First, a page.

According to Israeli newspaper Haaretz, Israeli police claimed that the event was refused due to their inability to provide police presence necessary for a march expected to be attended by 25,000 Palestinian citizens of Israel and their supporters, saying that “it’s unfortunate that the organizers decided to conduct the march exactly on the day of Independence Day, when there are hundreds of approved events throughout the country.”
The march, which has been held for 18 consecutive years, is aimed at highlighting the internationally-recognized right of Palestinians who remain refugees or internally displaced to return to their homes and villages in Israel, a right which is upheld in United Nations Resolution 194.
Each year, the march is launched from a site of a Palestinian village destroyed by Israeli forces in 1948.
Muhammad Bassam, an attorney from the Israeli rights group Adalah, reportedly said that if the permit for the march was not granted by Israeli police, the group would appeal to Israel’s Supreme Court. “The police decision is very strange and raises concerns that the refusal to approve the event is politically motivated,” he said.
Others pointed out to Haaretz that the organizers had already discussed the march with local police in the Israeli coastal city of Nahariya in order to launch the march from the destroyed Palestinian village of al-Kabri.
The Nahariya police had toured the planned route of the march two weeks prior, Haaretz reported, with the police already setting the police requirements for the march, leading some to suspect that the permit rejection was politically motivated.
The March of Return is usually held on Israel’s independence day to commemorate the Nakba, referring to the mass expulsion of Palestinians from their homes and villages during the 1948 Arab-Israeli war that established the state of Israel.
The official commemoration of the Nakba is held on May 15 and is observed by millions of Palestinians and rights activists around the world.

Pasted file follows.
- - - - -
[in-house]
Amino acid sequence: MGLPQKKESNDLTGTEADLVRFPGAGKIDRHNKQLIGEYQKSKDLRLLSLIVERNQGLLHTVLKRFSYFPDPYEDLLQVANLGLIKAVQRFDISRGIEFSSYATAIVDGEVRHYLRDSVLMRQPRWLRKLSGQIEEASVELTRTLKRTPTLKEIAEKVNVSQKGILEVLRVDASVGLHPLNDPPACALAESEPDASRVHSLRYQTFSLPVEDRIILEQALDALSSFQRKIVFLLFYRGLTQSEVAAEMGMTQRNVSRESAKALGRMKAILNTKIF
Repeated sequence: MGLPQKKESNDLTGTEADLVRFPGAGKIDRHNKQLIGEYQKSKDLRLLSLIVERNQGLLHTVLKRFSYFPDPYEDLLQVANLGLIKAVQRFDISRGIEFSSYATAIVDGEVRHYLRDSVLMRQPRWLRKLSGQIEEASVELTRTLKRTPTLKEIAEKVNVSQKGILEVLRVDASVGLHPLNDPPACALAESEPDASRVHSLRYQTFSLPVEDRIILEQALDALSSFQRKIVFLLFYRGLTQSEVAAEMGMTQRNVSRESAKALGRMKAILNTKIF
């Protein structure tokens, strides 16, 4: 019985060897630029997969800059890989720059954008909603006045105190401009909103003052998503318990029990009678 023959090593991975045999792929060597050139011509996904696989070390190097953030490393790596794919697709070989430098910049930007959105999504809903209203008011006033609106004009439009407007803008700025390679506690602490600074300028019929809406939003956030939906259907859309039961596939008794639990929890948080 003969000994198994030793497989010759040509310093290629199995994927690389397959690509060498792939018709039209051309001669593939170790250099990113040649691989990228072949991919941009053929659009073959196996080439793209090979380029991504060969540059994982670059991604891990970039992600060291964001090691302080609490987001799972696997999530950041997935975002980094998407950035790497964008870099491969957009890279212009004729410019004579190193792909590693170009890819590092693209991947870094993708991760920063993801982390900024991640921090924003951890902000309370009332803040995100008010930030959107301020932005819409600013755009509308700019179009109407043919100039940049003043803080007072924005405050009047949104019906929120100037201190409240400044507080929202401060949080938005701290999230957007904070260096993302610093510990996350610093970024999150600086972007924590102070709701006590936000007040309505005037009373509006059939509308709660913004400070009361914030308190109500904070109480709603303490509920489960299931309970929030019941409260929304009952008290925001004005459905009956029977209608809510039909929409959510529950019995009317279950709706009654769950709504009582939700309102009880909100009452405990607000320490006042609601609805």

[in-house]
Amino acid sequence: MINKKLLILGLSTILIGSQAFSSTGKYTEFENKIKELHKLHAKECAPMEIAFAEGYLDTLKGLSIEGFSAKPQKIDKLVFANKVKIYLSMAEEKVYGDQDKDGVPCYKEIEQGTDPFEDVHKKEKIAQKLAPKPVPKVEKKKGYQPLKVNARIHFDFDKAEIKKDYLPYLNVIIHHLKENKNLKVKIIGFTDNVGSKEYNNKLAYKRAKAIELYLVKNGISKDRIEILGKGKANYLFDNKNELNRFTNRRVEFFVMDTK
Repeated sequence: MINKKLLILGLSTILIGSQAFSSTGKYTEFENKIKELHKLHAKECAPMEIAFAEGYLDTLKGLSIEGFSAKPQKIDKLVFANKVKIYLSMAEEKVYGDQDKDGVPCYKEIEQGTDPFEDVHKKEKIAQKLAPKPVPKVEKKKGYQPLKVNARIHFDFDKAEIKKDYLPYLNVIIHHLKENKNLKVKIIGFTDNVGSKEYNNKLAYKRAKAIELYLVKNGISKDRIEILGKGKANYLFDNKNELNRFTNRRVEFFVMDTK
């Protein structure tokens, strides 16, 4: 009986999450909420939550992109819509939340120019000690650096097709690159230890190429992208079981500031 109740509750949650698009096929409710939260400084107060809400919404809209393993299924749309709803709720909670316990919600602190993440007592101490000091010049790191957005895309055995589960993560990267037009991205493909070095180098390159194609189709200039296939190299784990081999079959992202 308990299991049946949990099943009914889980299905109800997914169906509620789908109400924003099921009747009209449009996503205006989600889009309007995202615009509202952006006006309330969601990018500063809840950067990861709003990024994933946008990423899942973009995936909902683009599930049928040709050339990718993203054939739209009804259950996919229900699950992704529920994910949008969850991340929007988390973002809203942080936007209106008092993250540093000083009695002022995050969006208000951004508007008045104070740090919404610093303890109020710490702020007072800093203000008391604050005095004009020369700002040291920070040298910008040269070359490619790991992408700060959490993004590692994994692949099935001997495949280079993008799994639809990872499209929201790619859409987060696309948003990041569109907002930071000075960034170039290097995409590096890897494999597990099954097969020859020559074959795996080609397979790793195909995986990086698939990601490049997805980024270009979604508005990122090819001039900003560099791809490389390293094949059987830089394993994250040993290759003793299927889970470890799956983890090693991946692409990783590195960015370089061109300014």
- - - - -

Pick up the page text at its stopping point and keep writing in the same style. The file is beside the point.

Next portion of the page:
Some 750,000 Palestinians were expelled from their lands in 1948 and were scattered across refugee camps in the occupied West Bank, the Gaza Strip, Jordan, Lebanon, and Syria, according to the United Nations Relief and Works Agency (UNRWA). Today, there are over five million Palestinian refugees who remain displaced from their original homes and villages following the mass expulsion that occurred almost 70 years ago.
Former Palestinian prisoner, released in the 2011 Wafa al-Ahrar prsoner exchange, Mazen Fuquha, was assassinated with four shots to the head with a silenced gun yesterday evening, 24 March, outside his home in Tal al-Hawa, south of Gaza City in the Gaza Strip, Palestine. Fuquha, 38, is from Tubas in the West Bank, and was forcibly displaced to Gaza after the prisoner exchange.
Fuquha was well-known as a leader in Hamas, and was sentenced to nine life sentences before his release, accused of participation in the armed Palestinian resistance. His father spoke with Asra Voice radio station, and said that the Israeli occupation army had broken into the family home in Tubas on multiple occasions and threatened his son, demanding the father tell his son to stop his activity.
Palestinian political parties and resistance factions condemned the killing of Fuquha and placed responsibility for the crime with the Israeli occupation forces. Internal security police in Gaza are investigating the killing and seeking evidence as to how the assassination was carried out.
Khalil al-Hayya of Hamas said that “the only beneficiary of this assassination is the occupation; the martyr Fuquha had no quarrels with anyone.” The Popular Front for the Liberation of Palestine denounced the killing as a “cowardly crime” of the occupation that attempts to target Palestinian resistance, emphasizing the importance of protecting Palestinian fighters. The Islamic Jihad movement said in a statement that the assassination is a “treacherous crime on the agenda of the occupation and carrying the fingerprints of its terror.”
Fuquha grew up in Tubas before attending An-Najah National University in Nablus, where he became involved with the Islamic Bloc and later the Hamas movement. He was arrested three times by Palestinian Authority security and by the Israeli occupation army on 5 August 2002 after a siege that lasted six hours. He was accused of organizing Palestinian armed actions and was sentenced to nine life sentences, and was one of the high-profile prisoners released in the Wafa al-Ahrar exchange. Nearly 60 prisoners released in the exchange, including the longest-serving prisoner Nael Barghouthi, have been targeted for re-arrest and the reimposition of their former sentences by Israeli occupation forces.